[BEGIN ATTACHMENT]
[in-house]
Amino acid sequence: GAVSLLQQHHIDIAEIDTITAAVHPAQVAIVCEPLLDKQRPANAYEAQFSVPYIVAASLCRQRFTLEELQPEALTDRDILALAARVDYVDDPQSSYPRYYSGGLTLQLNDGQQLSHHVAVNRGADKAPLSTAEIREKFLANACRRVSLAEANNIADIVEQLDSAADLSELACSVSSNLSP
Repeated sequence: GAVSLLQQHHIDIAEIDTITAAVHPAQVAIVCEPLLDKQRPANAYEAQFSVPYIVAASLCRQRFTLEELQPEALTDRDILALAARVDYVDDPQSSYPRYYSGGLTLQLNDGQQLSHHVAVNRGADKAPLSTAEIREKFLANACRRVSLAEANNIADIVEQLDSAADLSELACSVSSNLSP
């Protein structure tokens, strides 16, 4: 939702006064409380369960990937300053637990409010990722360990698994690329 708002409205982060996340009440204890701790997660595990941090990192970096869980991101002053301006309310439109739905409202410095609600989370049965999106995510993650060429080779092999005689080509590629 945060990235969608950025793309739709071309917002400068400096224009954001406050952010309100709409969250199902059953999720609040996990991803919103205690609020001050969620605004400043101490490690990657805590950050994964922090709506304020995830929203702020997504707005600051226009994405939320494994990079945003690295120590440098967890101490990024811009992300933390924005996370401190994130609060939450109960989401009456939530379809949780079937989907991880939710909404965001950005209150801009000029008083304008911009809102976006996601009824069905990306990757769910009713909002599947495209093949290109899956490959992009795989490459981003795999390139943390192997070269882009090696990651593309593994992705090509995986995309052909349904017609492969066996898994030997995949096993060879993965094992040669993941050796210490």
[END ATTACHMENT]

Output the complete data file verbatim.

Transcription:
[in-house]
Amino acid sequence: GAVSLLQQHHIDIAEIDTITAAVHPAQVAIVCEPLLDKQRPANAYEAQFSVPYIVAASLCRQRFTLEELQPEALTDRDILALAARVDYVDDPQSSYPRYYSGGLTLQLNDGQQLSHHVAVNRGADKAPLSTAEIREKFLANACRRVSLAEANNIADIVEQLDSAADLSELACSVSSNLSP
Repeated sequence: GAVSLLQQHHIDIAEIDTITAAVHPAQVAIVCEPLLDKQRPANAYEAQFSVPYIVAASLCRQRFTLEELQPEALTDRDILALAARVDYVDDPQSSYPRYYSGGLTLQLNDGQQLSHHVAVNRGADKAPLSTAEIREKFLANACRRVSLAEANNIADIVEQLDSAADLSELACSVSSNLSP
């Protein structure tokens, strides 16, 4: 939702006064409380369960990937300053637990409010990722360990698994690329 708002409205982060996340009440204890701790997660595990941090990192970096869980991101002053301006309310439109739905409202410095609600989370049965999106995510993650060429080779092999005689080509590629 945060990235969608950025793309739709071309917002400068400096224009954001406050952010309100709409969250199902059953999720609040996990991803919103205690609020001050969620605004400043101490490690990657805590950050994964922090709506304020995830929203702020997504707005600051226009994405939320494994990079945003690295120590440098967890101490990024811009992300933390924005996370401190994130609060939450109960989401009456939530379809949780079937989907991880939710909404965001950005209150801009000029008083304008911009809102976006996601009824069905990306990757769910009713909002599947495209093949290109899956490959992009795989490459981003795999390139943390192997070269882009090696990651593309593994992705090509995986995309052909349904017609492969066996898994030997995949096993060879993965094992040669993941050796210490």